The cheapest way to reach the Palácio da Pena and Castelo dos Mouros is to catch the 434-tourist bus. This bus service follows a one-way, circular loop from the train station up to the Palácio da Pena, passing the historic centre of Sintra and the Castelo dos Mouros. A hop-on, hop-off ticket for the route costs €7 and is slightly overpriced, however it is much cheaper than a taxi or tuk-tuk.
Insight: When exiting Sintra train station, you will be pounced on by many tour guides and drivers trying to sell all manner of different trips and tours. Try to ignore them all. It is a scenic (and flat) walk from the station to the historic centre of Sintra. If you want to visit the Pena Palace, take the 434-bus or walk the Caminho de Santa Maria (this is a very demanding walk!)
The 434 tourist bus service waiting outside the train station
The restaurants in the historic centre of Sintra are very expensive (as they are designed for tourists) and are extremely busy in the summer. Much better and cheaper options are found on the Avenida Alfredo da Costa (the road below the train station) and the Avenida Heliodoro Salgado (northeast of the station). The Casa dos Frangos restaurant is a good choice for inexpensive traditional Portuguese food, and is close to the station.
The Cintia snack bar/restaurant, opposite the train station, is a great café where all of the locals and workers go for coffee and quick meals.
Insight: There are no good food options at the top of the Pena Palace and Moorish Castle hill. Before heading up there, make sure you have sufficient water and food. Otherwise, you'll find yourself paying more than €4.50 for some disappointing sandwiches.
If you're on holiday in Sintra, the best value supermarket is Pingo Doce, which is situated in the new town to the east of the train station. However, this is a long walk from the historic centre.
There are almost no good value food locations in the centre of Sintra
The Palácio da Pena is a magnificent palace and the most famous sight of Sintra. Due to its popularity, visits to the palace are via a timed ticket, which provides a 30-minute time window to enter the main building of the palace.
During the peak season, the most popular time slots are booked, and it is advisable to book tickets at least the day before. Tickets can be purchased from Getyourguide.com for €14 - click here.
There is a cheaper ticket (€7) that provides entrance to the gardens and forests that surround the Palácio da Pena, but not the actual palace. Surprisingly very little of the palace can be seen from the grounds, and the cheaper ‘Park Only’ ticket is not recommended if this is your first visit.
Many visitors to the Palácio da Pena head to the palace for their time slot, see the main building and terraces and then leave, but there is actually a lot to see within the grounds. Half a day could be easily spent here, making it a much better value tourist attraction. Highlights of the Pena Park include the Cruz Alta viewpoint, the Alto de Santa Catarina viewpoint, the Chalet e Jardim da Condessa d'Edla and the Lago dos Peixes, along with the many forested footpaths.
The general confusion, queues and traffic at the entrance to the Pena Palace - and this is on a quiet Monday in October!
Fábrica das Verdadeiras Queijadas da Sapa
Every Portuguese town has its own traditional sweet pastry, and the delicious speciality of Sintra are Queijadas (Queijadas de Sintra). These crispy, pastry tarts are filled with a sweet mix of cheese, eggs, milk and sugar – and are the perfect treat during a long day of sightseeing!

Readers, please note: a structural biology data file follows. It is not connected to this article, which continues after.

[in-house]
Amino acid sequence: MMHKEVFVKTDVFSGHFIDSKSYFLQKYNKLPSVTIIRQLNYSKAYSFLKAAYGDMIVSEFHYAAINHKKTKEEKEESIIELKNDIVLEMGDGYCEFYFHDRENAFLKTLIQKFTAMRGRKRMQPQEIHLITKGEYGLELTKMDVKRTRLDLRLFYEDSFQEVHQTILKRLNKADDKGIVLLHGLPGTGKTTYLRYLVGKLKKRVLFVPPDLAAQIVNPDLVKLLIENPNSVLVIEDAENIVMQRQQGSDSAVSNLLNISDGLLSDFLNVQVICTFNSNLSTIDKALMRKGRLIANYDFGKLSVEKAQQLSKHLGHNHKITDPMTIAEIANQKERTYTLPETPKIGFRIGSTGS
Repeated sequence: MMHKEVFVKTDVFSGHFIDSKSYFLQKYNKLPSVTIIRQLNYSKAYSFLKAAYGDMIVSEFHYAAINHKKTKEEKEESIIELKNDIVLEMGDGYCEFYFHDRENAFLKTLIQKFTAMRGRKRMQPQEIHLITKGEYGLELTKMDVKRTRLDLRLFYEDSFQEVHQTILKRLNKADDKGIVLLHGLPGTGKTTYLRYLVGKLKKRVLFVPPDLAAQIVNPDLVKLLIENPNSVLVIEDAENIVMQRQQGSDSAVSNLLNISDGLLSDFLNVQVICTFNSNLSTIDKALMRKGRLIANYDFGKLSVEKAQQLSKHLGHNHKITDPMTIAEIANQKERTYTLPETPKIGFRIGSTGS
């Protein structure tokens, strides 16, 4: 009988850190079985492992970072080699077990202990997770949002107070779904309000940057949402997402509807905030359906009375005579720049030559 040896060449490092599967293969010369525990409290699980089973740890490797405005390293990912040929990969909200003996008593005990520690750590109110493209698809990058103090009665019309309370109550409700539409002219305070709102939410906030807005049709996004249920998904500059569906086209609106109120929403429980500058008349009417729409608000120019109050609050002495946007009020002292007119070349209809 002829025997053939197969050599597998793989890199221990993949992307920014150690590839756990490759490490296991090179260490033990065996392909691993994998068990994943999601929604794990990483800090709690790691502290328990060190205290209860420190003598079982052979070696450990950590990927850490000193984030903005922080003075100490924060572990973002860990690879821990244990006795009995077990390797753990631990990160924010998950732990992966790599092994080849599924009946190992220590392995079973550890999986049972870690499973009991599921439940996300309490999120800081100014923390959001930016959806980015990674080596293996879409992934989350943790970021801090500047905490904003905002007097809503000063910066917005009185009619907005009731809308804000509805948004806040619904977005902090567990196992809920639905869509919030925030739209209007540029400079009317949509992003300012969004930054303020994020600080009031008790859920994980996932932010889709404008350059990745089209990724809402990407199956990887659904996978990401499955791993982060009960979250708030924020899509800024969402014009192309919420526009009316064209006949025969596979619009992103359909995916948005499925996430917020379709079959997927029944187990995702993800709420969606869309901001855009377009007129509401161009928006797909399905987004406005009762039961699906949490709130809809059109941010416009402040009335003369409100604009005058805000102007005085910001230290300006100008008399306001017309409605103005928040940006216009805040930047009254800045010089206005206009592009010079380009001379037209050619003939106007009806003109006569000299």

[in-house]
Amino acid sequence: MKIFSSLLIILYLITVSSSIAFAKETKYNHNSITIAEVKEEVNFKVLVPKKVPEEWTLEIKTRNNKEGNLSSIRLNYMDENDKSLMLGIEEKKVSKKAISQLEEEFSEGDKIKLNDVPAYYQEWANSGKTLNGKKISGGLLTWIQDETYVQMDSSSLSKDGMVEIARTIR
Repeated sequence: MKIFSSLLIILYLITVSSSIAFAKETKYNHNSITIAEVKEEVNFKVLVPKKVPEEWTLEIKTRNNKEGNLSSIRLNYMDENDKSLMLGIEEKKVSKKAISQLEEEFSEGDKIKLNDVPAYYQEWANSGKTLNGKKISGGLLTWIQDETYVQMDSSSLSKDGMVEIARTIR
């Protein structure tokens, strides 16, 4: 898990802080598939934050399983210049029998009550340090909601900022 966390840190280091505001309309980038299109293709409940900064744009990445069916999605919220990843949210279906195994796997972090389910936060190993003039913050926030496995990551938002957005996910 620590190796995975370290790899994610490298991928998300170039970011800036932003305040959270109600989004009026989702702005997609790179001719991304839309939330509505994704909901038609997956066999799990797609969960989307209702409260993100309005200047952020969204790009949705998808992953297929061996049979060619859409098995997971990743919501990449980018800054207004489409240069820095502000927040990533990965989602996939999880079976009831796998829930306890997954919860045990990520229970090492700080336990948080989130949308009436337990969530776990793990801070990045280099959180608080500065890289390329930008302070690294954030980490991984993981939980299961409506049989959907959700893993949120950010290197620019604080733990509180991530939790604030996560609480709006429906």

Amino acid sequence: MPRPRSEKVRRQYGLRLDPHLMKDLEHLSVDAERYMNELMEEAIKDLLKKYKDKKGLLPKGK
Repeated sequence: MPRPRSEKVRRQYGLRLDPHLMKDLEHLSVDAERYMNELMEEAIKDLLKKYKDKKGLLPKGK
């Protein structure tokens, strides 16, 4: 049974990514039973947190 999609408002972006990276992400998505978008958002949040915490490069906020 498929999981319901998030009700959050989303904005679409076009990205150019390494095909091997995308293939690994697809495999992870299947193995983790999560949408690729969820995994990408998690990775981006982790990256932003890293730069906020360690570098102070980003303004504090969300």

Queijadas have been made in Sintra since the medieval period, but it was Maria Sapa in 1756 who first started to prepare them commercially. Her recipe was passed down through the generations, and the family shop - the Fábrica das Verdadeiras Queijadas da Sapa - is the best place to try them.
Câmara Municipal de Sintra
The Câmara Municipal de Sintra (Sintra town hall) is one of the finest examples of the whimsical Romanticist style of architecture found in Sintra. The building was completed in 1909 and boasts a decorative Manueline-inspired entrance and a flamboyant clock tower. Sadly, the interior of the building is not open to the public, but the exterior is free to see.
The Palácio de Seteais
The Palácio de Seteais is a magnificent neo-classical palace that dates from 1783. The palace today is a luxurious hotel, but non-guests are able to visit the grounds. The grounds include a terrace garden with amazing views, hedge mazes and an impressive triumphal archway.
The N247 road
If you have a car, the N247 road between Azóia and Cascais provides one of the most spectacular driving routes of the Lisbon region. The road twists and turns through the Serra da Sintra hills and provides fantastic views over the region, before descending down into the pretty town of Cascais.
Related articles: The best driving routes in the Lisbon region
The Igreja de Sao Martinho
The Igreja de Sao Martinho is the main church in Sintra. The gothic church dates from 1283, but it was almost entirely rebuilt after the 1755 earthquake.
The interior of the Sao Martinho church is very similar to many other Portuguese Baroque churches
The Caminho de Vila Sassetti
This was a scenic hiking route from Sintra up to the Palácio da Pena, which passed through the grounds of Vila Sassetti and along the base of the Penedo da Amizade cliffs, providing some of the best views of the Castelo dos Mouros. This route is currently closed, having been deemed unsafe, and the gate from the Vila Sassetti gardens is locked. The path will hopefully be repaired, but this is doubtful.
The Penedo da Amizade cliffs
The Penedo da Amizade cliffs, situated below the Castelo dos Mouros, is Portugal's oldest and most famous rock-climbing locations. These bare rock faces provide challenging climbing routes for experienced climbers, and their ascents can be exhilarating to watch. The cliffs are accessible by the Parque das Merendas.
Our most popular guides to Sintra